The summary, addressed to the Kazakh president, described steps taken by the intelligence service to inhibit the observers' work and influence public opinion, including collecting pro-government and anti-opposition material "through operational measures" and planting it in the news media. The letter also alluded to efforts to divert the observers' attention when they were not at work. "In order to prevent them from collecting biased materials, leisure activities were organized for observers, using operational resources," it stated. The letter ultimately claimed that the intelligence service's activities had helped to divide the monitors into rival groups. But it noted that the mission still labeled the election undemocratic.

The documents were sent this summer by someone with connections inside the Kazakh intelligence service to European diplomats, including those in the Office of Democratic Initiatives and Human Rights in Poland, according to a Western diplomat who received copies and declined to be identified, citing diplomatic protocol. Their authenticity could not be determined.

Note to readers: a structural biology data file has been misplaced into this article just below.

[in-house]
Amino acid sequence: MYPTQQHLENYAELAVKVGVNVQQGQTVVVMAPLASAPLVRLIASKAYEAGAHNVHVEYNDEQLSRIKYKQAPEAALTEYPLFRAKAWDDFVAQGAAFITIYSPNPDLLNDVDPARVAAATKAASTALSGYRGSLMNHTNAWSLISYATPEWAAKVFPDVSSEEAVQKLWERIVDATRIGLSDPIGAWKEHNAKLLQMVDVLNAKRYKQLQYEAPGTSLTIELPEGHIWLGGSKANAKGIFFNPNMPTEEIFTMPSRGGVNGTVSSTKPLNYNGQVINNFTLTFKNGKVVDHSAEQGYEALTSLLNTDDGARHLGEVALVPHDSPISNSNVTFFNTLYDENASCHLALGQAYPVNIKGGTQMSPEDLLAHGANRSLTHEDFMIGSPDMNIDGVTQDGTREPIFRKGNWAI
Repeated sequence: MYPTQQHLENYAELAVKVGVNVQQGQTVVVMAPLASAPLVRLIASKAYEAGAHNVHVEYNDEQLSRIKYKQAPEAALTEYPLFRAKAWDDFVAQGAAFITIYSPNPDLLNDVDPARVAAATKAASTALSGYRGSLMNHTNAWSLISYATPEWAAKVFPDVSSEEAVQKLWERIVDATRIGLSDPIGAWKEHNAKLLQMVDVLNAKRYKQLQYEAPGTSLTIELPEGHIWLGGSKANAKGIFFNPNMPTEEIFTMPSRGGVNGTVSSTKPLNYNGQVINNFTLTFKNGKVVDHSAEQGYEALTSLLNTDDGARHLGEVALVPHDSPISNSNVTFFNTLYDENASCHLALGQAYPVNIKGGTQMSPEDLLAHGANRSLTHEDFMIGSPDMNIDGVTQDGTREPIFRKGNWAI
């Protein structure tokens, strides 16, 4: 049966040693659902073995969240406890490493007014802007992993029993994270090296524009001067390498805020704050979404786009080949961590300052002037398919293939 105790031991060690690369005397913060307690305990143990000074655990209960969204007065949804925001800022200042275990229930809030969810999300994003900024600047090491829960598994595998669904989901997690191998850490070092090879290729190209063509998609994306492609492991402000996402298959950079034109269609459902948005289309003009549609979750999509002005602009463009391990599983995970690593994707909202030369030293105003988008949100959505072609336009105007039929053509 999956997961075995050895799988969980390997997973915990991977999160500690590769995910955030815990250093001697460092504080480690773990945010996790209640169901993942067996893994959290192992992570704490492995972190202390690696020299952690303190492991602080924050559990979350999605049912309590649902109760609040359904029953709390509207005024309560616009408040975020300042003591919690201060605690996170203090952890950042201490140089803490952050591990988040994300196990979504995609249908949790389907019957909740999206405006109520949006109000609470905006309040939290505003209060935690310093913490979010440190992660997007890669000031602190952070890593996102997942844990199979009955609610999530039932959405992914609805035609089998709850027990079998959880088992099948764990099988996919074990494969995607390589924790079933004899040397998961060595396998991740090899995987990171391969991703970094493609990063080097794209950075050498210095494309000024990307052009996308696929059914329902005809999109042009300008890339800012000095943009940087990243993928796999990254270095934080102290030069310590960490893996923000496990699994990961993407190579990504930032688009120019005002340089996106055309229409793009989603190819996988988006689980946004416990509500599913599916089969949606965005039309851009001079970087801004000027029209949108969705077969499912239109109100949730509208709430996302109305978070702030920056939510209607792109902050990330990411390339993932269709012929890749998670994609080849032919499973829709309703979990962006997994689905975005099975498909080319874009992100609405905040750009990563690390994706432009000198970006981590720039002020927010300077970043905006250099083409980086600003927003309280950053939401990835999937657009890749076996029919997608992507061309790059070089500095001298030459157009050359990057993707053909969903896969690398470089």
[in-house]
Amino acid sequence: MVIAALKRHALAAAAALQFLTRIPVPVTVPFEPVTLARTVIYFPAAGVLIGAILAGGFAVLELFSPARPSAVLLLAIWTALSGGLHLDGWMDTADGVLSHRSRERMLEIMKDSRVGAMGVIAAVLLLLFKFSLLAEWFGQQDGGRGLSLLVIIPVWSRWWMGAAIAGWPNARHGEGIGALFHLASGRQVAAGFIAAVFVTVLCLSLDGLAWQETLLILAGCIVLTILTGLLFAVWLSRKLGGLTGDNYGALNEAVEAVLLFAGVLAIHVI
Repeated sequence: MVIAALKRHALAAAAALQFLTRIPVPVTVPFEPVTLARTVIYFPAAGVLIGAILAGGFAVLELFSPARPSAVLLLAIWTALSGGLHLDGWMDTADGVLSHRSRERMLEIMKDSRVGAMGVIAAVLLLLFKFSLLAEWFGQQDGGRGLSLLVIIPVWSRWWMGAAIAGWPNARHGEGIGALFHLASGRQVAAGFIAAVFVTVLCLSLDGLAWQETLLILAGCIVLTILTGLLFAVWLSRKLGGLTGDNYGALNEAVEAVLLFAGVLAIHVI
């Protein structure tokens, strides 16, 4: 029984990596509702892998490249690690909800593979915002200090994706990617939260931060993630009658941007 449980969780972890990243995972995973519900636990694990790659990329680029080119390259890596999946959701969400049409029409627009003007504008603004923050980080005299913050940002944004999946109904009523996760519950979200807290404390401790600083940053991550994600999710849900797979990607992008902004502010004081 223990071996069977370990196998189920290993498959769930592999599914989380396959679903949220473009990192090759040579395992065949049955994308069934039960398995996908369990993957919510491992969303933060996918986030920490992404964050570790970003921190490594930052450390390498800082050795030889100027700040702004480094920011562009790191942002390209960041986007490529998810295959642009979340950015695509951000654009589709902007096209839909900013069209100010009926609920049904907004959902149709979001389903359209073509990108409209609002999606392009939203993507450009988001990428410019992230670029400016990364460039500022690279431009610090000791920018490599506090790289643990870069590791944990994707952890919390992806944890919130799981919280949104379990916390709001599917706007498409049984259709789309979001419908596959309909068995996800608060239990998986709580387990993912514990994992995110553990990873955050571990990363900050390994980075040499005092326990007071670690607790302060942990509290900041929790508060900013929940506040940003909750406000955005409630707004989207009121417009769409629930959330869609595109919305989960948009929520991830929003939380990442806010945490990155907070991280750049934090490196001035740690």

Christian Strohal, the head of the monitoring group, said any follow-up action would have to be taken by the missions and diplomats of the observers' parent organization in Vienna. Its next session is scheduled for Aug. 27.  [Chivers/NewYorkTimes/17August2007]


Exodus of UK Military Intelligence Officers Hits War on Terror. The military's ability to fight global terrorism is being hampered by an exodus of officers from the Intelligence Corps. According to defense sources, 20 percent of military intelligence officers have departed in the last three years. More than 100 officers have been lured into highly paid private security jobs or become disillusioned at the way intelligence is handled and left the service, undermining one of the key weapons in fighting the Taliban and Iraqi insurgents, as well as Islamic terrorists.